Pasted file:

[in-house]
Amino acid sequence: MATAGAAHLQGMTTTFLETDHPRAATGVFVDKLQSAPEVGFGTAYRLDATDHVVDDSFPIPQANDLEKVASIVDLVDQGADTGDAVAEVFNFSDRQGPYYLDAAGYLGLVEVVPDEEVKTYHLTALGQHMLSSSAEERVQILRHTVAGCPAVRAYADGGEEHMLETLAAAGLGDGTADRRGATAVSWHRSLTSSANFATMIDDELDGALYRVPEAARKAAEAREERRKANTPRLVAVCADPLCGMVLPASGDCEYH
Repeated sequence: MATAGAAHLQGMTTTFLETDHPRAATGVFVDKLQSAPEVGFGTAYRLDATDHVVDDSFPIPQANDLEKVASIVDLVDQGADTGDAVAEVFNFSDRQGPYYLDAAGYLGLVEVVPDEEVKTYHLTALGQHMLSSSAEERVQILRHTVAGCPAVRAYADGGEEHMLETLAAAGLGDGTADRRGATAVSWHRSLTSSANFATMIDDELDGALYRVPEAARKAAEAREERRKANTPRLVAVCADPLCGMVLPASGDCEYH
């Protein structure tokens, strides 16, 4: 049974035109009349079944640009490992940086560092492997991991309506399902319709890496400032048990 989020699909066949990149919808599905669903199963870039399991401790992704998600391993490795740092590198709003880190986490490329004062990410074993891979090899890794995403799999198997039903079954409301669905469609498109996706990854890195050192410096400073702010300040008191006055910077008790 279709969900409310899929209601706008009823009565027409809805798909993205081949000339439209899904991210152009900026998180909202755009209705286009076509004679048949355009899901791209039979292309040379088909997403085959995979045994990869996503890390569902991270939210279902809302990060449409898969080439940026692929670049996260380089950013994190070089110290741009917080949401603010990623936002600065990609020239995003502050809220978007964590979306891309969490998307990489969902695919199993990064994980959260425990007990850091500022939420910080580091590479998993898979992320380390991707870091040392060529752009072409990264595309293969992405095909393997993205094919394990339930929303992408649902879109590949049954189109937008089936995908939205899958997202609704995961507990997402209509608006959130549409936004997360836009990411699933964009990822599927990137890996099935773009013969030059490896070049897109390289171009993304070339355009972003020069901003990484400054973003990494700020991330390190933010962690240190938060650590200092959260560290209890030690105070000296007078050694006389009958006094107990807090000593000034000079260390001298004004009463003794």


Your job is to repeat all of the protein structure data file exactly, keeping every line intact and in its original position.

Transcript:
[in-house]
Amino acid sequence: MATAGAAHLQGMTTTFLETDHPRAATGVFVDKLQSAPEVGFGTAYRLDATDHVVDDSFPIPQANDLEKVASIVDLVDQGADTGDAVAEVFNFSDRQGPYYLDAAGYLGLVEVVPDEEVKTYHLTALGQHMLSSSAEERVQILRHTVAGCPAVRAYADGGEEHMLETLAAAGLGDGTADRRGATAVSWHRSLTSSANFATMIDDELDGALYRVPEAARKAAEAREERRKANTPRLVAVCADPLCGMVLPASGDCEYH
Repeated sequence: MATAGAAHLQGMTTTFLETDHPRAATGVFVDKLQSAPEVGFGTAYRLDATDHVVDDSFPIPQANDLEKVASIVDLVDQGADTGDAVAEVFNFSDRQGPYYLDAAGYLGLVEVVPDEEVKTYHLTALGQHMLSSSAEERVQILRHTVAGCPAVRAYADGGEEHMLETLAAAGLGDGTADRRGATAVSWHRSLTSSANFATMIDDELDGALYRVPEAARKAAEAREERRKANTPRLVAVCADPLCGMVLPASGDCEYH
């Protein structure tokens, strides 16, 4: 049974035109009349079944640009490992940086560092492997991991309506399902319709890496400032048990 989020699909066949990149919808599905669903199963870039399991401790992704998600391993490795740092590198709003880190986490490329004062990410074993891979090899890794995403799999198997039903079954409301669905469609498109996706990854890195050192410096400073702010300040008191006055910077008790 279709969900409310899929209601706008009823009565027409809805798909993205081949000339439209899904991210152009900026998180909202755009209705286009076509004679048949355009899901791209039979292309040379088909997403085959995979045994990869996503890390569902991270939210279902809302990060449409898969080439940026692929670049996260380089950013994190070089110290741009917080949401603010990623936002600065990609020239995003502050809220978007964590979306891309969490998307990489969902695919199993990064994980959260425990007990850091500022939420910080580091590479998993898979992320380390991707870091040392060529752009072409990264595309293969992405095909393997993205094919394990339930929303992408649902879109590949049954189109937008089936995908939205899958997202609704995961507990997402209509608006959130549409936004997360836009990411699933964009990822599927990137890996099935773009013969030059490896070049897109390289171009993304070339355009972003020069901003990484400054973003990494700020991330390190933010962690240190938060650590200092959260560290209890030690105070000296007078050694006389009958006094107990807090000593000034000079260390001298004004009463003794």